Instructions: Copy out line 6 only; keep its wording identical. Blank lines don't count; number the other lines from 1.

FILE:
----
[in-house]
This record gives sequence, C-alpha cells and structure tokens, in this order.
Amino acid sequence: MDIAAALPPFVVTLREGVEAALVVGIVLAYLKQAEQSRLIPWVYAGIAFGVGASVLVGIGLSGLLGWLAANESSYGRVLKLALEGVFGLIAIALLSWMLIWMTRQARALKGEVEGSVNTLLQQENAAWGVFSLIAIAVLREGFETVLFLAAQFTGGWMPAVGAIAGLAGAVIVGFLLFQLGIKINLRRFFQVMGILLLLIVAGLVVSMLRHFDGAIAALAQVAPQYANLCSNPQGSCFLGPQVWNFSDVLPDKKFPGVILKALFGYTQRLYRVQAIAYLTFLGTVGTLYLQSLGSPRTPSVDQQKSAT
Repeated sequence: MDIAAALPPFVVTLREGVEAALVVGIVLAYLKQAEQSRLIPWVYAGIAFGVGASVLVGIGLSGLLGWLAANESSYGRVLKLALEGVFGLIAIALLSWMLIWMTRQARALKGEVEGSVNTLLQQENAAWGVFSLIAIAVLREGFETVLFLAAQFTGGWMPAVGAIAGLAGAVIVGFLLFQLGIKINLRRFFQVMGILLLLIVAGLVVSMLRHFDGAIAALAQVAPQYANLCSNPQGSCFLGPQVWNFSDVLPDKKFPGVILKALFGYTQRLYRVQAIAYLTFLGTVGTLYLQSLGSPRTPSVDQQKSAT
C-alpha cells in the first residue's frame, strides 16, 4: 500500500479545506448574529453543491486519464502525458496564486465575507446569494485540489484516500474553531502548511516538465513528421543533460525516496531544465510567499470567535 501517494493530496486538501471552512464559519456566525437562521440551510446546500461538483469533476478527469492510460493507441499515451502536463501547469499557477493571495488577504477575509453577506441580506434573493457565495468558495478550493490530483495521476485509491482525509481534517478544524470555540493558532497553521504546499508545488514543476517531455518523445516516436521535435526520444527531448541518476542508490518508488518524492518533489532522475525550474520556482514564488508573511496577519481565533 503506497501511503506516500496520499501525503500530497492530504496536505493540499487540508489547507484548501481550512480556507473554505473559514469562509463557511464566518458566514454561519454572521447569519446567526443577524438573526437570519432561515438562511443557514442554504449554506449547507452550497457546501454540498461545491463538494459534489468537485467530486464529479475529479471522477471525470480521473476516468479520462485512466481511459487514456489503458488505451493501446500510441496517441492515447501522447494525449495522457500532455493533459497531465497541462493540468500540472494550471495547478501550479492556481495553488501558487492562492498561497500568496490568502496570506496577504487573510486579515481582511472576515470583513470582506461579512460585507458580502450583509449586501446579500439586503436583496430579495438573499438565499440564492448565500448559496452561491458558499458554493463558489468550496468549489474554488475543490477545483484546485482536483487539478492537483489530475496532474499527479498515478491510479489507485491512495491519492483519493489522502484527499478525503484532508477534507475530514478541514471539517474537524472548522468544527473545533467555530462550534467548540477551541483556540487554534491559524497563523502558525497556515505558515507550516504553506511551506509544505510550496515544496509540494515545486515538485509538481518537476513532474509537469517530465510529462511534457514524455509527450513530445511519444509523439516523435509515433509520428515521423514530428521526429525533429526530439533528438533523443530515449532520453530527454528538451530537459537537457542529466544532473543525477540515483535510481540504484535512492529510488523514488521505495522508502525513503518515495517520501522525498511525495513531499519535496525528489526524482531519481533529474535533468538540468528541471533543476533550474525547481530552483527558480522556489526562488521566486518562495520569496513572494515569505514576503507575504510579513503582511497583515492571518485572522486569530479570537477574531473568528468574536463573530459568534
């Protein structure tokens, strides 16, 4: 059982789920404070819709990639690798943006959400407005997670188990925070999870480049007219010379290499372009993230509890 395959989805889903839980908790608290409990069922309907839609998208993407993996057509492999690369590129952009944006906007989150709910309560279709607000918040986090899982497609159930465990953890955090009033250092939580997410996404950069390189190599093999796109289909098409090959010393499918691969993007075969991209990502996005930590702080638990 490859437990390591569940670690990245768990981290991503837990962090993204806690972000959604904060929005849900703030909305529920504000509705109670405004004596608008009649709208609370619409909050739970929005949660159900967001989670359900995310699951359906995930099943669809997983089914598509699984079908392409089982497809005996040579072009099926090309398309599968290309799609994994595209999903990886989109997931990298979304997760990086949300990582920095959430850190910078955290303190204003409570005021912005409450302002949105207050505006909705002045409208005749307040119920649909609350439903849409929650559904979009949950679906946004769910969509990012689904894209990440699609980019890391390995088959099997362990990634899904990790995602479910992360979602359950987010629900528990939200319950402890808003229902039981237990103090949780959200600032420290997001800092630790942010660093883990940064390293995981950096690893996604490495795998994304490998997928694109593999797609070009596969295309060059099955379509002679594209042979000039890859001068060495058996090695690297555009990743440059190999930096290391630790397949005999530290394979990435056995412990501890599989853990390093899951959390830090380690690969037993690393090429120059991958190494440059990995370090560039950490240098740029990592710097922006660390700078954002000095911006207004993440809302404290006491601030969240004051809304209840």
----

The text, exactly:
């Protein structure tokens, strides 16, 4: 059982789920404070819709990639690798943006959400407005997670188990925070999870480049007219010379290499372009993230509890 395959989805889903839980908790608290409990069922309907839609998208993407993996057509492999690369590129952009944006906007989150709910309560279709607000918040986090899982497609159930465990953890955090009033250092939580997410996404950069390189190599093999796109289909098409090959010393499918691969993007075969991209990502996005930590702080638990 490859437990390591569940670690990245768990981290991503837990962090993204806690972000959604904060929005849900703030909305529920504000509705109670405004004596608008009649709208609370619409909050739970929005949660159900967001989670359900995310699951359906995930099943669809997983089914598509699984079908392409089982497809005996040579072009099926090309398309599968290309799609994994595209999903990886989109997931990298979304997760990086949300990582920095959430850190910078955290303190204003409570005021912005409450302002949105207050505006909705002045409208005749307040119920649909609350439903849409929650559904979009949950679906946004769910969509990012689904894209990440699609980019890391390995088959099997362990990634899904990790995602479910992360979602359950987010629900528990939200319950402890808003229902039981237990103090949780959200600032420290997001800092630790942010660093883990940064390293995981950096690893996604490495795998994304490998997928694109593999797609070009596969295309060059099955379509002679594209042979000039890859001068060495058996090695690297555009990743440059190999930096290391630790397949005999530290394979990435056995412990501890599989853990390093899951959390830090380690690969037993690393090429120059991958190494440059990995370090560039950490240098740029990592710097922006660390700078954002000095911006207004993440809302404290006491601030969240004051809304209840």